The festival, which signifies the triumph of good over evil and light over darkness, people decorate their houses with oil lamps, burst firecrackers and prepare delicious sweets. Like most of us, on Thursday evening Nita Pandey (name changed) was lighting diya at her house in Thane, when her saree caught fire. Immediately, she rushed to the local doctor who then directed her to the National Burns Centre (NBC).
Her lower-half of the body sustained 30% burns. Hence, she urgently needs to undergo a skin grafting surgery today. Luckily for her, she was bought to NBC within 6 hours of burns.
“Actually, this year we were expecting very little burns. However, we have already got 14 burns patients till now. Of which, 12 were from crackers- specially from flowerpots and the other two, are like Pandey- while lighting diyas,” said Dr Sunil Keswani, Plastic & Cosmetic Surgeon, Medical Director at National Burns Centre.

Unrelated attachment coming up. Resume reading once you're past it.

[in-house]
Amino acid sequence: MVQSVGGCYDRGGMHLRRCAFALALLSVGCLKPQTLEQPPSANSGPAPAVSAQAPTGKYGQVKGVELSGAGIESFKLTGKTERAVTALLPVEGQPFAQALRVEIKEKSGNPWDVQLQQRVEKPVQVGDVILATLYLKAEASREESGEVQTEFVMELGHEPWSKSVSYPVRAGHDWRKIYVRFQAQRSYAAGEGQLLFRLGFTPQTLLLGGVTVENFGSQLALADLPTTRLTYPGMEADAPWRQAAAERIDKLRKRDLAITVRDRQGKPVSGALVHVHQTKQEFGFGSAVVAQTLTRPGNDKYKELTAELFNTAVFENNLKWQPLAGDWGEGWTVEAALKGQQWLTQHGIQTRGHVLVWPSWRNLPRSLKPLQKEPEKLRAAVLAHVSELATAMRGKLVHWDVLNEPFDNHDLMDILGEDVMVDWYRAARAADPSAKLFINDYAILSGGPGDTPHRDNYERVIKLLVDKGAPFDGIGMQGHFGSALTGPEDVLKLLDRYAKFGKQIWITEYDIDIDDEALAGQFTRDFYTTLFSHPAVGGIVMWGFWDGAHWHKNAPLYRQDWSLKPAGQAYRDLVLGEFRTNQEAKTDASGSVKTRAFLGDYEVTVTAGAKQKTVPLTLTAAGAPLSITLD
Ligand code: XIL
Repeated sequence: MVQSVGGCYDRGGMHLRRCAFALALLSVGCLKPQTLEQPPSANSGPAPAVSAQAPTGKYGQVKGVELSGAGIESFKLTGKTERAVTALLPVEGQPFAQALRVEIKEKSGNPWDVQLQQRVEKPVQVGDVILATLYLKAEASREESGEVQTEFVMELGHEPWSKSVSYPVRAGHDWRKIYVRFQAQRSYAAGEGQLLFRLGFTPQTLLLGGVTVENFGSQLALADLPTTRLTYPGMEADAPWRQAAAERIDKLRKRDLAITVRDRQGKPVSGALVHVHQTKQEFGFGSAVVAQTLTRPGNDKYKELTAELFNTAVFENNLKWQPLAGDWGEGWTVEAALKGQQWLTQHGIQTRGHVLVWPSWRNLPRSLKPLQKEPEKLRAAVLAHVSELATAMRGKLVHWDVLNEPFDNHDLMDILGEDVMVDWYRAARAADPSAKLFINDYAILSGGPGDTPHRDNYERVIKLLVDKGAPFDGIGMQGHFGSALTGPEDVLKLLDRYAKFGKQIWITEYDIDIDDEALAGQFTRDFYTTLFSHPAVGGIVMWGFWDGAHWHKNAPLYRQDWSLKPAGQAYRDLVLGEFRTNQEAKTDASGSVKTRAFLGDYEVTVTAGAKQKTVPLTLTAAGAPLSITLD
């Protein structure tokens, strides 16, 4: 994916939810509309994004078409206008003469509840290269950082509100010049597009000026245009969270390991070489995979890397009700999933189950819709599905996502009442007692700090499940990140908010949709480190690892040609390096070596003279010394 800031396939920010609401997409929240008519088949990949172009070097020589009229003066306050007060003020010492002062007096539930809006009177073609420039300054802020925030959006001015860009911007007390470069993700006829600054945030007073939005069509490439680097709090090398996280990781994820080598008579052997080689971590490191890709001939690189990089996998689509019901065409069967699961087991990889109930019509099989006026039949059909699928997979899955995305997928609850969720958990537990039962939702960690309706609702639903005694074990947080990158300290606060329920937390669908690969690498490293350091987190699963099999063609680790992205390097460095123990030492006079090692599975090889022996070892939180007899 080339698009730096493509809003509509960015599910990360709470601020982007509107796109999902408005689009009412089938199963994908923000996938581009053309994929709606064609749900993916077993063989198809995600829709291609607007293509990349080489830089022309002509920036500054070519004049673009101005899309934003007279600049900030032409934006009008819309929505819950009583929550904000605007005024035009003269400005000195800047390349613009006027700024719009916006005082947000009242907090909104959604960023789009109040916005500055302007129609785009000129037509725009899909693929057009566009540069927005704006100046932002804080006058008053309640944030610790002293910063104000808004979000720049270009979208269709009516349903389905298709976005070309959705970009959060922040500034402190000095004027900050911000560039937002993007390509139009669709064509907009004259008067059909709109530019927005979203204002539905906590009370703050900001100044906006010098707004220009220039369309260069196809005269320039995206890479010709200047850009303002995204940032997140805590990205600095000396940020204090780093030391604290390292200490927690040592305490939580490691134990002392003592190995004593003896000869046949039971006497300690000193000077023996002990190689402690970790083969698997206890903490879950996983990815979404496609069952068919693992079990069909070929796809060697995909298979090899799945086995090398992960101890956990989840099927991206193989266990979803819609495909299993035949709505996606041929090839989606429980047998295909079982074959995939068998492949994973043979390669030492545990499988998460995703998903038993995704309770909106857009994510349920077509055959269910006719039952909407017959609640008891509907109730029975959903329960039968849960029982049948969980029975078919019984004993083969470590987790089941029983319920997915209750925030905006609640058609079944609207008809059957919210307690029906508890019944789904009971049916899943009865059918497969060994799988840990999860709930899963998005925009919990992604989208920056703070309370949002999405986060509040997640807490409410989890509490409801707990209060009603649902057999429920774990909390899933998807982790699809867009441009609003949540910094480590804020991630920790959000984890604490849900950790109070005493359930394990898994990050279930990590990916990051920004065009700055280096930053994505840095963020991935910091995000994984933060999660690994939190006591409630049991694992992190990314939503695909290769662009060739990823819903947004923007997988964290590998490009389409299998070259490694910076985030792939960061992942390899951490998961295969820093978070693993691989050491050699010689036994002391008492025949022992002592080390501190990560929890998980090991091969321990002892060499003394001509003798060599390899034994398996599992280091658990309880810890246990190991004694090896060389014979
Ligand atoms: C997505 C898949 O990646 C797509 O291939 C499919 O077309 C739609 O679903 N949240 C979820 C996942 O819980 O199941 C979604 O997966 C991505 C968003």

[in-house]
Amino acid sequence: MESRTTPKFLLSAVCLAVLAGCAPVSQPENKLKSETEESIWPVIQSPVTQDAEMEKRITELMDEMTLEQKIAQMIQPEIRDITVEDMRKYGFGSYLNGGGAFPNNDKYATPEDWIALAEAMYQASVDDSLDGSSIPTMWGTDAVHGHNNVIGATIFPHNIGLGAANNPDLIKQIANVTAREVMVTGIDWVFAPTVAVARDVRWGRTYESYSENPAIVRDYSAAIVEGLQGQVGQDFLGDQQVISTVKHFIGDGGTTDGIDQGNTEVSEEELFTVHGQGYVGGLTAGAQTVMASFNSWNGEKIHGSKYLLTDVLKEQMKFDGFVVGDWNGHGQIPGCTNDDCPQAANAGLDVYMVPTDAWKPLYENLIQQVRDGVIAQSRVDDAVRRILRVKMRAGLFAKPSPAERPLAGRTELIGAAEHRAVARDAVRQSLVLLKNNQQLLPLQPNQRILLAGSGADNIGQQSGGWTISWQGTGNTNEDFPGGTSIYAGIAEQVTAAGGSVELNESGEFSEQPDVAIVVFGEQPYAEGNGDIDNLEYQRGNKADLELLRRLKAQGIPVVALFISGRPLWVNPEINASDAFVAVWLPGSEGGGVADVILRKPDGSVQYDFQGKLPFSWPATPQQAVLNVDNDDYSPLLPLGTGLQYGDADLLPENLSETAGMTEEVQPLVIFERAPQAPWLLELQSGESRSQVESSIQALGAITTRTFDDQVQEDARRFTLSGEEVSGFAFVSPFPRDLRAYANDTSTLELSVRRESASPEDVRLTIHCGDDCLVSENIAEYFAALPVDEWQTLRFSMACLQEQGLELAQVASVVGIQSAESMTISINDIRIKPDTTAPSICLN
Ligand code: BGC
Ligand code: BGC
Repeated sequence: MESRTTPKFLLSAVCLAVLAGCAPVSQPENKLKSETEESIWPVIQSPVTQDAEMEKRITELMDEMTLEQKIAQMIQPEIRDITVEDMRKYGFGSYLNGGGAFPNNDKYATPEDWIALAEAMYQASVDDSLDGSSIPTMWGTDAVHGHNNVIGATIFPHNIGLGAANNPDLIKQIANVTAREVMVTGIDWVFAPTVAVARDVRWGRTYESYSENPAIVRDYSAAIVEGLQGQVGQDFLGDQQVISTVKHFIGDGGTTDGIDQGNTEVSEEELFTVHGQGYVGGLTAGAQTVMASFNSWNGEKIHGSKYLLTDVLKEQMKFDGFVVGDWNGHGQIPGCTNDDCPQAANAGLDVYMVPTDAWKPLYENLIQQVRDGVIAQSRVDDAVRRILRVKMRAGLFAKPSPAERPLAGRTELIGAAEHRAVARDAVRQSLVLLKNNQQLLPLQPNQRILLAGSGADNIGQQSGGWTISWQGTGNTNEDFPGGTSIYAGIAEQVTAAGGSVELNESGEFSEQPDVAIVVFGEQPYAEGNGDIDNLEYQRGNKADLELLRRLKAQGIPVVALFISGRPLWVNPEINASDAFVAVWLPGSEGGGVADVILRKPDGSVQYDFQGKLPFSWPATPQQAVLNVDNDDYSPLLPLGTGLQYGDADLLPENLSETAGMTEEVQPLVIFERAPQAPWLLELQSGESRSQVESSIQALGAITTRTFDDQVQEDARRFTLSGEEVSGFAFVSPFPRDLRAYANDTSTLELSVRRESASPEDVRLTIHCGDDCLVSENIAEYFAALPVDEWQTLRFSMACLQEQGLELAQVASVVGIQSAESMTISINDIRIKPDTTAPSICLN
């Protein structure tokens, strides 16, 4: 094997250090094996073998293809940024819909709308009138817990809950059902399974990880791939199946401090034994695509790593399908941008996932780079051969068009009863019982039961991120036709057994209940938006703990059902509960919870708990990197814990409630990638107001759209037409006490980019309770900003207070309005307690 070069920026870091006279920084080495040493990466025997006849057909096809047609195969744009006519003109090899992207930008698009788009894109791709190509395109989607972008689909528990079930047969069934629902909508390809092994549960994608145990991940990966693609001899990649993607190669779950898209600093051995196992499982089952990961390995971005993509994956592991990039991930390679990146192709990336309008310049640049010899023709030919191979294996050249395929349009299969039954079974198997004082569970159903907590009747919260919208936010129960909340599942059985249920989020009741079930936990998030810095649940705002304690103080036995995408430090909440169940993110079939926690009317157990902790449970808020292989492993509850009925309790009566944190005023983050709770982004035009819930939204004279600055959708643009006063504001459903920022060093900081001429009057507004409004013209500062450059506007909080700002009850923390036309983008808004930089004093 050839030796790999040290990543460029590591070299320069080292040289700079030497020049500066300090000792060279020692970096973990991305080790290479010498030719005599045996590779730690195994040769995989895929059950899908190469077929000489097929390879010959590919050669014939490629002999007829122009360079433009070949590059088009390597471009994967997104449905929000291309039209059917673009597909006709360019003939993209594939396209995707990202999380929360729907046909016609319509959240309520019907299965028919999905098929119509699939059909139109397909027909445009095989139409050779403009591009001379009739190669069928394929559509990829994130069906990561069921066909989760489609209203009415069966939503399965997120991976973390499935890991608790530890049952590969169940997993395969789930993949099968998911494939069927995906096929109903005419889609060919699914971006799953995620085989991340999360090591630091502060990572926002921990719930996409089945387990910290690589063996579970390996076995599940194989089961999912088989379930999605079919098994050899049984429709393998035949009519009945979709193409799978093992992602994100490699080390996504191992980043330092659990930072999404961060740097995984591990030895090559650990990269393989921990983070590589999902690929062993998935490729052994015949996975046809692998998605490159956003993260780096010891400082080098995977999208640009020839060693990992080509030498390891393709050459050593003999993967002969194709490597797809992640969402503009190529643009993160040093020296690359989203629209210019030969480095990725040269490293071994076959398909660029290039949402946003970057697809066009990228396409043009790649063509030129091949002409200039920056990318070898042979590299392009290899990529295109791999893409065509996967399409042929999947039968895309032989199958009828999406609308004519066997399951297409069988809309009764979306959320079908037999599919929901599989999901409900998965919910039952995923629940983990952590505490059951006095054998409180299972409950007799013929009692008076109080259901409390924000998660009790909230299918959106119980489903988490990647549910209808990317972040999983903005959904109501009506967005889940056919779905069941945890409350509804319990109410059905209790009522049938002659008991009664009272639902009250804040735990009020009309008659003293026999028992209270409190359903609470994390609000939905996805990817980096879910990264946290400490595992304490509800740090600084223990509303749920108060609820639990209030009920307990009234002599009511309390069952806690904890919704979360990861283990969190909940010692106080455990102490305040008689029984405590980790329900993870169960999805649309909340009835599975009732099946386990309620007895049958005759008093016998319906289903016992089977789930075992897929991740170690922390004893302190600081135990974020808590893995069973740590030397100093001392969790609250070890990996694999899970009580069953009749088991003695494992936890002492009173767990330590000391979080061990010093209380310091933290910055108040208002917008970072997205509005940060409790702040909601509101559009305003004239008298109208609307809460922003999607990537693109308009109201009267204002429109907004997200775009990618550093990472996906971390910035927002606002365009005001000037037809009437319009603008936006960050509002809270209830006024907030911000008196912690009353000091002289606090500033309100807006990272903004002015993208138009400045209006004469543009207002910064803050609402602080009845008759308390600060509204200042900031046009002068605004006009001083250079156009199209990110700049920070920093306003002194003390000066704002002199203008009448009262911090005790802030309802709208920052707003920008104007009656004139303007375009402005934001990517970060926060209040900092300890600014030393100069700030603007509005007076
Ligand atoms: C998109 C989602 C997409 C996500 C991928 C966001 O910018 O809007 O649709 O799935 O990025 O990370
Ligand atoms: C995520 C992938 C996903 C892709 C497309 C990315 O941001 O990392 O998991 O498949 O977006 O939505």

Not only NBC, but a lot of plastic surgeons in the city have been visited by patients because of crackers. Experts say that it’s not so much about lighting crackers but more so about the way to light it. “In the west, a lot of crackers are burst during Halloween, but the reason we have so many patients here post Diwali, is because we follow a very unsafe way of lighting crackers,” said Dr. Debraj Shome, facial plastic surgeon at Saifee and director, The Esthetic Clinics.
“I have seen children lighting Lakshmi bombs by keeping it in their hands. We must know that there is a correct way of lighting crackers too. I have got two patients who were passers-by. One of who lost his eye. All in all, precautions and safety must be maintained,” added Dr Shome.
On the contrary, Dr Avinash Supe, Dean of KEM Hospital said that, now-a-days people are aware about the safety measures to be taken while bursting the firewowrks. “Awareness about fireworks and its careful use has come to the fore. Hence, we witnessed very few patients coming with cracker burns,” said Dr Avinash Supe, Dean of KEM Hospital.